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Evership - Evership CD (album) cover





4.00 | 203 ratings

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4 stars Late onto the Evership bandwagon, which is not necessarily a bad thing, as I sometimes need a little push to commit to something new. But better late than never, so it was not a difficult decision to finally take, what with all the hoopla going around for this debut release, which took eons to finalize, according to main man, multi- instrumentalist and composer Shane Atkinson from that international progressive rock hot bed of Nashville, Tennessee. Glass Hammer is also from Tennessee, so there must be something in the water'The state is of course a famed music center, albeit not world renown for prog, more like country music. Well it won't be the first time I get shocked by the provenance of our favorite genre, as it's truly a worldwide obsession. I mean Kansas has sort set the path way back when and even in Louisiana, we have Proud Peasant that is quite overtly symphonic, to say the least. Evership certainly dares beyond daring, a courageous plunge into bombastic symphonics that combines the obvious Queen influences or even hints of Meatloaf, highlighting rocket-propelled crunchy guitars and over the top lead vocals that tilt closer to opera and heavy metal, all ensconced within a tight score with fluctuating arrangements and impossible to predict what is next down the pipes. I cannot think of many bands that have tried this route besides Queen and perhaps City Boy, a dash of Boston maybe but this kind of opera-prog rock is quite an earful to behold. All pieces are in the 9-13 minute range, giving the suave arrangements enough room to be properly constructed and hence utterly convincing musically. Lead singer Beau West has those powerful lungs that sustains notes and scours the higher planes with seemingly minimal effort, as clearly expressed on the whopping opener 'Silver Light' , serving as a perfect introduction for the proggier mayhem down the road. Choppy rhythmic power metal riffs shove this puppy along, howling choir work keeping the drums precise and a savage world class vocal that will make any prog fan squirm with envy. Holy cow! Hints of Kashmir in the stringed orchestrations, spitting guitars and tectonic shuffles, yeah, what a mix! . Nice lead axe solo that corkscrews madly and a solo violin whirl that is totally unforeseen.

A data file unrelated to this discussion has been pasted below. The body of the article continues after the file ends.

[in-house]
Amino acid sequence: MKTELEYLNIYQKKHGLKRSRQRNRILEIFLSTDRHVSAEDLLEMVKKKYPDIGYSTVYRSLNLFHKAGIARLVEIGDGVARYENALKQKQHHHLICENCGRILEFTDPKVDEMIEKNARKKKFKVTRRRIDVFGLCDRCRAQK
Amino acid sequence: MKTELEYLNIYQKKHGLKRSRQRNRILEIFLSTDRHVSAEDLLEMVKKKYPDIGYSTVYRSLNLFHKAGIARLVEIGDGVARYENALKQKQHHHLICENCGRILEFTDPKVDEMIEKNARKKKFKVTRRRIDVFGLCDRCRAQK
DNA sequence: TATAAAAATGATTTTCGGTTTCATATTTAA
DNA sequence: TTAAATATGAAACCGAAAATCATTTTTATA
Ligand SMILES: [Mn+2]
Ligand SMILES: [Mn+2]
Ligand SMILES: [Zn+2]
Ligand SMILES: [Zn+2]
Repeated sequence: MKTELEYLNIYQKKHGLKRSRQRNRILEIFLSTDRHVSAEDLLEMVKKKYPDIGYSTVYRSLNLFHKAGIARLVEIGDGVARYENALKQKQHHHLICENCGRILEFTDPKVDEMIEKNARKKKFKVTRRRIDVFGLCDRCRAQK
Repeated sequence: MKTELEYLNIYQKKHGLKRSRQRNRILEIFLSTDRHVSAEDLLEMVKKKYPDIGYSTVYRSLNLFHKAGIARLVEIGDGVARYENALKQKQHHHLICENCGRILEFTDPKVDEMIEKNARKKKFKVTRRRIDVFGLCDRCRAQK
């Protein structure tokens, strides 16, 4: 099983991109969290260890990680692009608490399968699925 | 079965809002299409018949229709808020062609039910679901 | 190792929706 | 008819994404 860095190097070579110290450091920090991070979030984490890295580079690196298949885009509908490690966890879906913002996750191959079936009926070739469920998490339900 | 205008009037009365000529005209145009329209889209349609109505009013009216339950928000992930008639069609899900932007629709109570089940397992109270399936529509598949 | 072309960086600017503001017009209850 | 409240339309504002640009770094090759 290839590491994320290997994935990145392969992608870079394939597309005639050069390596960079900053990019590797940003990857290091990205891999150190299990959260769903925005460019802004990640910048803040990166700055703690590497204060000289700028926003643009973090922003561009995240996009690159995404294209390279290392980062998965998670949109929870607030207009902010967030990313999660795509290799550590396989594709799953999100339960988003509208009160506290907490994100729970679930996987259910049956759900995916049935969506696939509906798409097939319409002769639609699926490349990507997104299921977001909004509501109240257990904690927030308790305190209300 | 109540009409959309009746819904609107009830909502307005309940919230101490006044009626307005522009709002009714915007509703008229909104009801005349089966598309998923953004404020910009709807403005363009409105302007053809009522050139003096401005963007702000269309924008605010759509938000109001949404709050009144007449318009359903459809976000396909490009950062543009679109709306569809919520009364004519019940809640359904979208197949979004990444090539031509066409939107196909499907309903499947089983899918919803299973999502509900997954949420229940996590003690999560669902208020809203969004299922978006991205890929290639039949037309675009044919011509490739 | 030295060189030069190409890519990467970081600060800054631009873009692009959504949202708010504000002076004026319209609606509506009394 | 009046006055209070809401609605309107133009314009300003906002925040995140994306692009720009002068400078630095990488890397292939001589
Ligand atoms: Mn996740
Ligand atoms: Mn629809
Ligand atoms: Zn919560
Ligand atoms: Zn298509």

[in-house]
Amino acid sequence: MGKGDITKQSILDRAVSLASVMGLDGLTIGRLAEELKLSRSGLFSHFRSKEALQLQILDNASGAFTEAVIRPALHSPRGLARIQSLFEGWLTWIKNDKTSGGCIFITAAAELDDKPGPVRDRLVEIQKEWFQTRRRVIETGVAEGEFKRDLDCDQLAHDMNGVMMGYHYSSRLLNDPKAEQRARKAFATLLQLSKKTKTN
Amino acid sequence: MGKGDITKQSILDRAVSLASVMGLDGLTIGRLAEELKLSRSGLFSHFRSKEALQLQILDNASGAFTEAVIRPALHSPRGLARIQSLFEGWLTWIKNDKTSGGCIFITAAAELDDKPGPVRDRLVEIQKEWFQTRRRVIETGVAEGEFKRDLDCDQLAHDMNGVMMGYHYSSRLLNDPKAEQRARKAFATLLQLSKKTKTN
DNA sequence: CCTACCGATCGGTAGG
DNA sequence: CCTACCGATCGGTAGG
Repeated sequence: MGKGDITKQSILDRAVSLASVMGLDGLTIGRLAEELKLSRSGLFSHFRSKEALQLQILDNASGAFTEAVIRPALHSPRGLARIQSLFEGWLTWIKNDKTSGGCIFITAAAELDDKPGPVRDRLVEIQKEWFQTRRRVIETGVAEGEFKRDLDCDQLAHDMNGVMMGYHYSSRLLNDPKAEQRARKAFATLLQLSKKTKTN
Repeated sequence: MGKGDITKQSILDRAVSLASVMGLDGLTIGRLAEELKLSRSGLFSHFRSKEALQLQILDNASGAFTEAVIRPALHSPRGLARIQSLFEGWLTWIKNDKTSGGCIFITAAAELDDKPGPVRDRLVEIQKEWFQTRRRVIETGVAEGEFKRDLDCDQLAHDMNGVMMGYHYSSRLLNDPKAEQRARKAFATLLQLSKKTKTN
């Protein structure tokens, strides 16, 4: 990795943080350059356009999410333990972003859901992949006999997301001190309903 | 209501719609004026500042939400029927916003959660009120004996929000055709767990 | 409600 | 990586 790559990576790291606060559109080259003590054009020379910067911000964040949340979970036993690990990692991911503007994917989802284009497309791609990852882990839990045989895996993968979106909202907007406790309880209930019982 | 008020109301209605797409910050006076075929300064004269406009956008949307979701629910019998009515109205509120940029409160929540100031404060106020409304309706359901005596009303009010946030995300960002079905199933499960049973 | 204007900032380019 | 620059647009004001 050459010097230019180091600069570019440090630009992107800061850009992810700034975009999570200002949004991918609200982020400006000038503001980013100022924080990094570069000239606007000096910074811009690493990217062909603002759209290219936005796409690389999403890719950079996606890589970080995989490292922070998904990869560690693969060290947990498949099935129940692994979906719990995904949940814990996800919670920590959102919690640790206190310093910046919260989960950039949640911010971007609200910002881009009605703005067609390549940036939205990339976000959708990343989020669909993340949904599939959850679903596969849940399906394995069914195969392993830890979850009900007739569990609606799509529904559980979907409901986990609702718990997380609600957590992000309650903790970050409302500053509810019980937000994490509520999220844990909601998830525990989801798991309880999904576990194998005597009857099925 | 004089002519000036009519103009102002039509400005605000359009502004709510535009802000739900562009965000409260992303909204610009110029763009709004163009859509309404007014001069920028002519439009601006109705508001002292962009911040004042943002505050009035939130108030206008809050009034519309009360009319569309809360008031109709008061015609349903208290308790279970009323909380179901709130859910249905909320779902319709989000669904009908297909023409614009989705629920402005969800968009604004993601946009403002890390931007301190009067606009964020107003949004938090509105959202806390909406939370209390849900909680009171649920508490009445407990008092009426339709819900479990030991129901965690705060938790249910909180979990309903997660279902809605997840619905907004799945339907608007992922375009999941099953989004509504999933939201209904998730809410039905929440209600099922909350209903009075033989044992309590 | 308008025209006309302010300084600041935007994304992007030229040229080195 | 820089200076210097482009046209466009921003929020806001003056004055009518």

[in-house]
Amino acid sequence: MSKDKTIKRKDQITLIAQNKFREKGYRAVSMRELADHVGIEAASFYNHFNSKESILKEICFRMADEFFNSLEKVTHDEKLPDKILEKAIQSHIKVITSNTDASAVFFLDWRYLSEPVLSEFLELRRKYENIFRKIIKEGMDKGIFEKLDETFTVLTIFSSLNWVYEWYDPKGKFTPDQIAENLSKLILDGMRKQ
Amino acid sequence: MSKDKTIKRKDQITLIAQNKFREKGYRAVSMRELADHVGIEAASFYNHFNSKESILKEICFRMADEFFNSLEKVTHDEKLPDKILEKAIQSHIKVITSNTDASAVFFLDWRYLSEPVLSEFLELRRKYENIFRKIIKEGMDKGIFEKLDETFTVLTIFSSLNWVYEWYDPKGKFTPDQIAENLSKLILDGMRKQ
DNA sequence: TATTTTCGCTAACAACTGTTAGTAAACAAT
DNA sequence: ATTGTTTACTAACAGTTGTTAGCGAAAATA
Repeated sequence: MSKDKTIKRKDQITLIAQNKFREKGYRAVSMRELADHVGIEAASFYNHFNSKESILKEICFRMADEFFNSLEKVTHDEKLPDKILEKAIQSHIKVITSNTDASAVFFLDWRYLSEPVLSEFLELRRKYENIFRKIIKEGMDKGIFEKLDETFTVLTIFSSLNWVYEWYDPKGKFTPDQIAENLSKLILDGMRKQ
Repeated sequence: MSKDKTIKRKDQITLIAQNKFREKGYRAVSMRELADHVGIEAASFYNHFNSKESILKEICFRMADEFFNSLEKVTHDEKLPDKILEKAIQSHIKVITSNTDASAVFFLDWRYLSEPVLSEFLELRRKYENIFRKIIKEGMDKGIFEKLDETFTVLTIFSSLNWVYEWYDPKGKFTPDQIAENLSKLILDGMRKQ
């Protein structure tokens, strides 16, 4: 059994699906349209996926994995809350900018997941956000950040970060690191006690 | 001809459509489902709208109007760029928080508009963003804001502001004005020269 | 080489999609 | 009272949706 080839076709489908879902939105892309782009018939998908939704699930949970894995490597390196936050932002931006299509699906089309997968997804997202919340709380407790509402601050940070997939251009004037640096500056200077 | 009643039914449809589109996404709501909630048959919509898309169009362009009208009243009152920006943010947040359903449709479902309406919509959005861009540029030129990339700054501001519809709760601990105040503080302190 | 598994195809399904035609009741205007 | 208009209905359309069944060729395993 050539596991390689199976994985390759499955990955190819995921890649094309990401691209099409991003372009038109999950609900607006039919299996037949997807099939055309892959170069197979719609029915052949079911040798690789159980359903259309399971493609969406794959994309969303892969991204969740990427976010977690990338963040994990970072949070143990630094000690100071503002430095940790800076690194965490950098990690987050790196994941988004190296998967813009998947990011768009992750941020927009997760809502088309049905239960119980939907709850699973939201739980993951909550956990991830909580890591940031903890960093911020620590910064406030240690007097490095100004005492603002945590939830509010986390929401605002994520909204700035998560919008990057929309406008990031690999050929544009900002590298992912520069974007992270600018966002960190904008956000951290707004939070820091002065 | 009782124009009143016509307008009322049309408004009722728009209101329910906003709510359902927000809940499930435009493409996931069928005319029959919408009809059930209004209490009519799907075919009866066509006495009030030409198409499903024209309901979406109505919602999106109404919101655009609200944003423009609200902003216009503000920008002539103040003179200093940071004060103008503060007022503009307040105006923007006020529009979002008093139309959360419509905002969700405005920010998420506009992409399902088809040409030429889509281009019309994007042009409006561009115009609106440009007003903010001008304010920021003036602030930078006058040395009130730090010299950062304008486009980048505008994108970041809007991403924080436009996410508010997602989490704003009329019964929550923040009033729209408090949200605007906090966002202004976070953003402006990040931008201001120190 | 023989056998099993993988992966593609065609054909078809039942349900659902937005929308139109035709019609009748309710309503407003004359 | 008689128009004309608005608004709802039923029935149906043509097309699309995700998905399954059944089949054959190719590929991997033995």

A prog opus of the finest caliber, 'A Slow Descent into Reality' looks into the troubled human condition and explodes in a suite of 6 parts that grabs the listener by the throat and does not let go. Starting off nice and composed, the mood slowly burgeons like an imminent storm waiting to drench the unprotected. Synthesizers conspiring mightily to overpower the melody, the levels of intensity grow, the choir shoving the arrangement along. As such, hallway through, everything seems to hurtling at breakneck speed, tossing shifting and gritty guitars, colossal waves of insane keyboards (especially the orchestral ones like the mellotron and the rippling organ flash ), a booming bass undertow and some pretty volcanic drumming. This is quite the bruising ride, definitely aggressive and over the top, totally nowhere near ear candy of any kind, quite the opposite, a brittle, sizzling and effervescent fountain of dense sound design and grandiloquent instrumental prowess. This is an insane mother!

'Evermore' shoots for a night at the Opera stylistic, buoyed by that singing guitar lead, the vaudevillesque piano accompaniment and crazed vocals that seem closer to lounge cabaret than the hair metal concert arena. The choir work is multi-layered, the massed guitars punching deep holes into the rhythmic onslaught, which is closer to Led Zep than anything else. But the voice, I mean Mercury Rising from the ashes'.OMG! You would think the Darkness or the Ark have resurrected as a prog band. And there's the rub, as the Brits like to say, Evership is decidedly within the prog environment, more keyboard-driven that any other bands mentioned above.

This becomes very obvious on the enthralling 'Ultima Thule', a serene ballad that really showcases the brilliance of a world class voice and an elusive piano, caressed by bright orchestrations and a rustic acoustic guitar to further the fantasy. As the piece progresses, the resolute power gets boosted by harder rhythm guitar riffs and wilder singing that winks more at Ronnie James Dio or Roger Hodgson than the proverbial Freddy. The final section gets very progressive with loads of clever symphonic touches and unrelenting choir work and a gentle guitar goodbye.

Then we move over to the sensitive 'Flying Machine', a more complex piece that takes time lifting off the ground, engines roaring (the choir voices are splendid) , preferring to travel to more atmospheric realms with loads of sound/voice effects and snippets of strange strained orchestrations. Perhaps by presenting their more obscure side, this sonic essay does wonders as it slays any kind of overt formulaic tendencies. When the song kicks in, Beau's soft voice soothing preciously as the drums pick up the pace and the guitars start their sinuous assault, never falling play to simpleton clich's. This is by far the most restrained piece here, a highly cinematographic glide into the higher echelons of prog creativity.

A delightful and highly entertaining debut that bodes well for the future. Hopefully, Sean has a vault full of more impulsive tunes ,ready to be put onto tape and fed to hungry prog fans. An invigorating addition to my collection and something that could easily seduce the embryonic progressive rock fan into delving further into our genre. Truly impressive, no wonder it has come so highly rated.

4.5 eternal boats

tszirmay | 4/5 |


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